Ms. Milchtein continues cooking for anyone who shows up to join them, and during coronavirus quarantine, her warm meals were picked up at their doorsteps. They’ve welcomed strangers for holiday gatherings, birthdays, potlucks and a clothing swap. “We do this as a form of community building,” Ms. Morgan said. “You’d have people from different backgrounds coming together.”
Although they share love and hospitality with people they don’t know, they say they can’t do the same with their parents. “My parents are traditional Jamaican people who are very religious,” Ms. Morgan said. “They’re just not accepting.” She explained that they view her orientation as a phase that will pass when she’s ready to marry a man. Ms. Milchtein said that it’s clear how much Ms. Morgan’s parents love their daughter, so she feels confused by their inability to accept the couple.
Ms. Milchtein said, “My parents don’t talk to me for other reasons.” She said that her sexuality isn’t the primary cause of tension within her own family’s dynamics. She said that her father abused her for years before she entered foster care at age 16. As the oldest of 15 children, she still has relationships with some of her siblings and family members. But her grandmother, who she and Ms. Morgan have visited on numerous occasions, always told Ms. Milchtein that she would not attend her wedding if she married outside the faith.
The couple was engaged in August 2019 after many conversations about marriage. They bought simple rings together and planned to officially make the commitment together during a vacation in Mexico, but Ms. Morgan couldn’t wait. While the pair was visiting Lake Michigan she asked, “Can we, you know, do that thing?” and proposed. Still, they hadn’t finalized the details of their wedding.
Ms. Morgan suggested they elope in Las Vegas or at a courthouse because she didn’t believe anyone would share the day with them. But Ms. Milchtein knew that even if traditional family and friends wouldn’t attend, she wanted their wedding to reflect the way they have cultivated community with strangers. She envisioned a “a big, queer wedding in New York.”
Ms. Morgan expressed a preference for a simple, smaller affair, and Covid-19 seemed to eliminate the possibility of hosting the “biggest, queerest” wedding of the year – until the pair decided to go virtual.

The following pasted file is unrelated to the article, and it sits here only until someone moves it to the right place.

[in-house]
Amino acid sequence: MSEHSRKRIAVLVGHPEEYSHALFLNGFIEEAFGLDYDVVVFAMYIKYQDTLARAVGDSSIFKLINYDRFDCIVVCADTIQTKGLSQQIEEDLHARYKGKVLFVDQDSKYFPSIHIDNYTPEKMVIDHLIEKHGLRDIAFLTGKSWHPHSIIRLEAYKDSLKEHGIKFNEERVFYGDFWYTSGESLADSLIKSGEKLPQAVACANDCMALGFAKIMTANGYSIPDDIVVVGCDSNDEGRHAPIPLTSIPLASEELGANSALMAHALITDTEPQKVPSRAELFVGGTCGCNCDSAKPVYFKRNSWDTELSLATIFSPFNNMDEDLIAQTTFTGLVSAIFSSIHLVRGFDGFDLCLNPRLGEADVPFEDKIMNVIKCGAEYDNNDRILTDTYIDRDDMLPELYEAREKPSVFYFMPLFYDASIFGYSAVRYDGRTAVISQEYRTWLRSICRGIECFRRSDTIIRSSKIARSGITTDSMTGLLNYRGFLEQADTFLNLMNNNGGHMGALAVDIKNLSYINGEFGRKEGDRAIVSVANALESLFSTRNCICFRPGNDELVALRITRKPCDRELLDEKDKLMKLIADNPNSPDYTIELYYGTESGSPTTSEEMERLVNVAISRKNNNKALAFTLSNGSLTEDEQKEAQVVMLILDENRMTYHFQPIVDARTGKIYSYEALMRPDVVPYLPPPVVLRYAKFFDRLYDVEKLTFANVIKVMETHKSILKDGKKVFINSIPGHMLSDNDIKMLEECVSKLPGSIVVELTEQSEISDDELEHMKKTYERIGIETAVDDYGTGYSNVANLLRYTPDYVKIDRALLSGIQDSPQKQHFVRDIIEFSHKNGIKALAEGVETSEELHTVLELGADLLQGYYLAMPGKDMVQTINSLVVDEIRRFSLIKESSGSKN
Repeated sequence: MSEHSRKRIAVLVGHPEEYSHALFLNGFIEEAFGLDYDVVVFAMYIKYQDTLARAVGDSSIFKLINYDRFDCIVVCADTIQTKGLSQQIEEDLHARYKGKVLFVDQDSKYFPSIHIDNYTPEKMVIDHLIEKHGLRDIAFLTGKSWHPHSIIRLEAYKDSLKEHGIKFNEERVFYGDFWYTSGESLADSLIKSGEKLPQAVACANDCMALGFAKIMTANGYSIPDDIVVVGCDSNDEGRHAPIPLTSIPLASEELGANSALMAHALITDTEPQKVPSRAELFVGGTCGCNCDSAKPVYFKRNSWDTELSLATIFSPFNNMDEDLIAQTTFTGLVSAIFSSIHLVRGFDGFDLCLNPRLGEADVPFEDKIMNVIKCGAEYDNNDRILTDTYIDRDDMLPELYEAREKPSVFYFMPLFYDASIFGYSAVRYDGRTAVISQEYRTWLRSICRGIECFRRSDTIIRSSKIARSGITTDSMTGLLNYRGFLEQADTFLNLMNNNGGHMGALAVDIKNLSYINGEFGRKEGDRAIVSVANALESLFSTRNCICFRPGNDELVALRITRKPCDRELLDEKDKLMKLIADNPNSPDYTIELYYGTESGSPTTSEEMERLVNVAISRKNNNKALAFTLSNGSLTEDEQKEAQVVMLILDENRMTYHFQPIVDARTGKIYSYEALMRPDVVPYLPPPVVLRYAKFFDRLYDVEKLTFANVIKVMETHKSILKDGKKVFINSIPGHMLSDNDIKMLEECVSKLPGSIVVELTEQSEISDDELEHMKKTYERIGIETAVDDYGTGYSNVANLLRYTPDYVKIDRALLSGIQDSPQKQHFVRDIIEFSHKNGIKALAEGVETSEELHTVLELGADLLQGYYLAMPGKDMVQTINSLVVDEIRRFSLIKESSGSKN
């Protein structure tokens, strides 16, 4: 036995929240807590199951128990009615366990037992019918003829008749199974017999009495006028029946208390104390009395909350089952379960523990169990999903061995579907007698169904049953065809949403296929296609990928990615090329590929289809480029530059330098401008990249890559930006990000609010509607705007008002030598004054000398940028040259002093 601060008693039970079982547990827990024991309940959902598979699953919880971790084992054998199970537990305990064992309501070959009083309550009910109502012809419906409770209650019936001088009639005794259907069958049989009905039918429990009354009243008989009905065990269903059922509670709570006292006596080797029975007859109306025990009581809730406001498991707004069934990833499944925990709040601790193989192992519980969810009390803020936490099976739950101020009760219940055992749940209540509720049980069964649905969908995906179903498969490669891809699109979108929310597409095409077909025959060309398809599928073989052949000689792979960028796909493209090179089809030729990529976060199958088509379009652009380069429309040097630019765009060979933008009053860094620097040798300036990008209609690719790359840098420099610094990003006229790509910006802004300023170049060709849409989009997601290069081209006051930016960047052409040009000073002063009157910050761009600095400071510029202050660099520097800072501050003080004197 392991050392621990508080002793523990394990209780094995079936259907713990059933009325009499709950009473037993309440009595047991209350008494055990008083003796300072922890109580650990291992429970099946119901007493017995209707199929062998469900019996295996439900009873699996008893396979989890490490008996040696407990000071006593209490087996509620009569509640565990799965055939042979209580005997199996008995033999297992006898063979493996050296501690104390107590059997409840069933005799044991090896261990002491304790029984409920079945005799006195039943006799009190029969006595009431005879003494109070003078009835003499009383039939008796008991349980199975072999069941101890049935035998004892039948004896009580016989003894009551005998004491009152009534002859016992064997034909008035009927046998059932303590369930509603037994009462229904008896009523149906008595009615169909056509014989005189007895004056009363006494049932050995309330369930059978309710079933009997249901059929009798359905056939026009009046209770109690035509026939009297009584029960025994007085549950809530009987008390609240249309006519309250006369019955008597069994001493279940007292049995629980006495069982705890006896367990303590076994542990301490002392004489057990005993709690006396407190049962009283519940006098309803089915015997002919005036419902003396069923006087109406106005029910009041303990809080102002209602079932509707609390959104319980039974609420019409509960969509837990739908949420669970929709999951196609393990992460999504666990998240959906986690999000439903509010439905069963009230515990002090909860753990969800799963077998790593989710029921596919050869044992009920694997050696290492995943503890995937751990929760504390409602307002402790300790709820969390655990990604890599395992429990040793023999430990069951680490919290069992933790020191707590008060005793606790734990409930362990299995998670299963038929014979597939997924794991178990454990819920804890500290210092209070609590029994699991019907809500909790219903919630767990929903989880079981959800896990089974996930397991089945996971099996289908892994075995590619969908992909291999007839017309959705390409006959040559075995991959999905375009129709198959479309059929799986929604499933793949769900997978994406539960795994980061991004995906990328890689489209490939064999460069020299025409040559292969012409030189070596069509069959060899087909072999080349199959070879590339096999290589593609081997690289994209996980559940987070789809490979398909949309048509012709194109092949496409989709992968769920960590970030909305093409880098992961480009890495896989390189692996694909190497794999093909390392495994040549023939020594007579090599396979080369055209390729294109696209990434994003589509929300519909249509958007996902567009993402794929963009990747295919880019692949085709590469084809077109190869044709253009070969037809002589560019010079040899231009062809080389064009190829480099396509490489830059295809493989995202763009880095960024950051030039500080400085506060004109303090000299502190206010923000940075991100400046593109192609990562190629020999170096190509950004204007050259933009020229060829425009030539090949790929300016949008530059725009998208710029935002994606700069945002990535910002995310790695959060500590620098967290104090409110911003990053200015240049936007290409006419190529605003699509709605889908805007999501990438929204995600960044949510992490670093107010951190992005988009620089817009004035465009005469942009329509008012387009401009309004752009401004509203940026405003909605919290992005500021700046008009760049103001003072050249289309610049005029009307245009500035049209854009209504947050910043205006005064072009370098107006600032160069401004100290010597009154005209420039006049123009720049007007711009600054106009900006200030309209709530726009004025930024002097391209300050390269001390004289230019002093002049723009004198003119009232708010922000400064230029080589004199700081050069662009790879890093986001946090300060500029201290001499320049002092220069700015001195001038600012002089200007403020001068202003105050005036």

They limited the in-person guest list to zero, obliging Ms. Morgan’s request for intimacy, but also livestreamed the event and invited everyone to the “Biggest, Queerest Wedding of the Year.” Nearly 10,000 people expressed interest, or indicated they were going to watch the wedding after it was posted as a public event on Facebook. The pair chose Indianapolis because it’s known as the elopement capital of the Midwest, confident in the city’s ability to accommodate their micro-wedding, then turned again to online queer communities to find vendors, an officiant and a venue.
The couple were married Aug. 29 in the private backyard of an Airbnb house overlooking a wooded area on White River at the edge of the city. A slide show of pictures welcomed guests from around the world who waited 15 minutes for the ceremony to begin because of technical difficulties. L.S. Quinn, a Universal Life minister, gathered with the brides at a large tree stump that helped them maintain social distancing and acted as a space to lay bouquets, rings, and written vows for quick access during the ceremony. About 1,600 viewers shared blessings and gratitude in the comments section of the live feed. Ms. Milchtein’s vows included, “Today is our ultimate compromise: a wedding with no one, yet with everyone, present.”